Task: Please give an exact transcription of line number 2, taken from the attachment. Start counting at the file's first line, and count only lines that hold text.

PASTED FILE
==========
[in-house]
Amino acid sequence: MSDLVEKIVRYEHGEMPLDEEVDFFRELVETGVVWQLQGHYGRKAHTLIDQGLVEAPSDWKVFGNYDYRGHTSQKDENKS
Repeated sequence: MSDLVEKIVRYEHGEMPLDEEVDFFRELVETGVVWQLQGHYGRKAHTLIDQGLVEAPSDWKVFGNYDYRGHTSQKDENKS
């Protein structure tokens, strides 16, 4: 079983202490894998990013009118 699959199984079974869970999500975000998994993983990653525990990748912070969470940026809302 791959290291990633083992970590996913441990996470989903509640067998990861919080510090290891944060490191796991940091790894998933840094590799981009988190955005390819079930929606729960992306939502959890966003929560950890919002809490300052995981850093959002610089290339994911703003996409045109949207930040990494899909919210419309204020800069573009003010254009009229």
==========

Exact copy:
Amino acid sequence: MSDLVEKIVRYEHGEMPLDEEVDFFRELVETGVVWQLQGHYGRKAHTLIDQGLVEAPSDWKVFGNYDYRGHTSQKDENKS